Black Hills Stock Show Cattleman’s Legacy Heifer recipient doesn’t let bone disease slow him down
January 28, 2019
For Black Hills Stock Show Cattleman's Legacy heifer recipient Colton Michalek, choosing a favorite animal to show is nearly impossible because he loves them all. Any chance the 14-year-old gets to show, he's game, whether it is a goat, steer, sheep, rabbit, pig, dog, chicken, duck, horse, or heifer, he has shown them all. He relishes the chance to be a showman.
"He likes the showmanship side of things, it doesn't matter what species," said Colton's dad, Marty Michalek. "It doesn't matter what he has for an animal, he goes out there and feels he has a shot."
The first thing Colton plans to do upon receiving his heifer at Black Hills Stock Show is to print a banner with the donor's name to proudly display at his future shows. Long-term plans, he will incorporate the heifer into his modest herd at the family's acreage in Chamberlain, South Dakota. Both of his parents come from a ranching background and found ways for their children to be involved in agriculture.
"We thought that was important," Marty said. "We like the work ethic and responsibility that comes with raising and showing livestock. The kids started six to seven years ago with Boer goats, and we've retained ownership of 10 to 12 cows from the kids' show heifers."
At the South Dakota State Fair this summer, Colton and his younger brother Ryder were in the show ring or on the show table a combined 112 times over the course of five days.
"They were running constantly and didn't have a chance to spend much time on the midway or go to a concert," Marty said. But when he asked Colton if he regretted anything or wished they could have done something else, his response was simply that he didn't have a wether to show in the meat goat category. "He had does, but not a wether, which, I think, demonstrates his dedication to his 4-H career and showing livestock. He's the one who likes getting up in the morning in the summer and doing chores."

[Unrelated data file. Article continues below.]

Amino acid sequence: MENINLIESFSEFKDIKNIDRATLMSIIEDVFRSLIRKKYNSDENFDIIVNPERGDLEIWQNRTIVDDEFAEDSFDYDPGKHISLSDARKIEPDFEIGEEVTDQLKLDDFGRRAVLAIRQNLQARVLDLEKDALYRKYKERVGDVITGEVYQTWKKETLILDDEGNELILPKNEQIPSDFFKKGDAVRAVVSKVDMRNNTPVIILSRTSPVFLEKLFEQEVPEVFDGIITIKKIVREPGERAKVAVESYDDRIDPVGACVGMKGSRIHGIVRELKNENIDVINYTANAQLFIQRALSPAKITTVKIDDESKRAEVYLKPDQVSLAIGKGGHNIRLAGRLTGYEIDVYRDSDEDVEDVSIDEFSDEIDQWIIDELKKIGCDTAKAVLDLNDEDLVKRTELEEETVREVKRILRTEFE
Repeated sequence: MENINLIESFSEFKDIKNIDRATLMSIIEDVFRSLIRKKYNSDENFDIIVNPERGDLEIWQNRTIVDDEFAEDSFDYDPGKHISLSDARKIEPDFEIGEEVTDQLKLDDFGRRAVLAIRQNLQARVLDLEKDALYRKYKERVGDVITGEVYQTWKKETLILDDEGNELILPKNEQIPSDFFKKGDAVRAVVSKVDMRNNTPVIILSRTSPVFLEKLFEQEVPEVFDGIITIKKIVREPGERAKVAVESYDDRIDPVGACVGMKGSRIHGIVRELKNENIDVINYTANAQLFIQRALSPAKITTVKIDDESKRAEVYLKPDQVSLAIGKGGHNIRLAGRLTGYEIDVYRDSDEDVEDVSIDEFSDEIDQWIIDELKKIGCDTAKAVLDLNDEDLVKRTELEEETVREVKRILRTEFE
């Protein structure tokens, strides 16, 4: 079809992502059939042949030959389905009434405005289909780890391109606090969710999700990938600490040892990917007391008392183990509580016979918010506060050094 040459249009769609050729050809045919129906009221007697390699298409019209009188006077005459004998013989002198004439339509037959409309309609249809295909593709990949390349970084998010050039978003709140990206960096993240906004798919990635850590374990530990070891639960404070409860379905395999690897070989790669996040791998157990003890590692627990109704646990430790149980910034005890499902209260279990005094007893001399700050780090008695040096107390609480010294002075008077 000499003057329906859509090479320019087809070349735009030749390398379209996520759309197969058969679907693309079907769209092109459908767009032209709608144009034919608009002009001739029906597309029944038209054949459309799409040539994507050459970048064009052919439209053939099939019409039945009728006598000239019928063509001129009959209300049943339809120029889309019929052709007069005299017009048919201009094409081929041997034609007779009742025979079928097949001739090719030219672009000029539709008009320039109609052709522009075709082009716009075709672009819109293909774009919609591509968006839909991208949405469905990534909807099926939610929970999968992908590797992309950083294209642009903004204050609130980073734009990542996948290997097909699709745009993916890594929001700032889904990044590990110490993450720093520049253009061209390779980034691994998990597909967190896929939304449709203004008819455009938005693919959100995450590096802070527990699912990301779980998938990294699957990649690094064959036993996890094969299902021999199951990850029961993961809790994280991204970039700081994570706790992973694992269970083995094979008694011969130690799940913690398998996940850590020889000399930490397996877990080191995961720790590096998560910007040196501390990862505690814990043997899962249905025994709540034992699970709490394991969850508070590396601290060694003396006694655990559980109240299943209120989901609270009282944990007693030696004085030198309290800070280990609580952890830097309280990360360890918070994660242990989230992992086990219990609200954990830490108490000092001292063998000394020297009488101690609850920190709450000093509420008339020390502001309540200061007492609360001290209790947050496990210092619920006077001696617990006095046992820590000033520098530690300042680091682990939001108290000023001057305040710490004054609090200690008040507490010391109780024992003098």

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Colton has dealt with hypophosphatasia—a genetic disorder affecting the growth and density of his bones and teeth—since it was discovered that he had it at the age of two. As a baby, he was losing teeth at the same rate they were coming in, but his parents Marty and Mandy were stumped why.
"He'd just get his baby teeth in, and they would just fall out. We didn't know if he was in a fight or would fall down at day care," Marty said.
At one point, as a four-year-old, Colton only had about four teeth in his mouth. Doctors told Mandy and Marty that they weren't sure what was affecting their son, but that he was mostly fine, except, of course, his teeth, but they had a different instinct as parents. After going through many doctors, a doctor in Omaha finally diagnosed their son with juvenile hypophosphatasia. In the years between his diagnosis to about the age of 12, the Michaleks were able to get Colton on new medicine to address his low bone density and pain.
"Kids get to a certain age, and their bones are unable to support their body. They were concerned about him leading a normal life and dealing with bones breaking for exertion or anything like that," Marty said. "When he hit about 12, they put him on a medicine that is supposed to counteract effects of the disorder."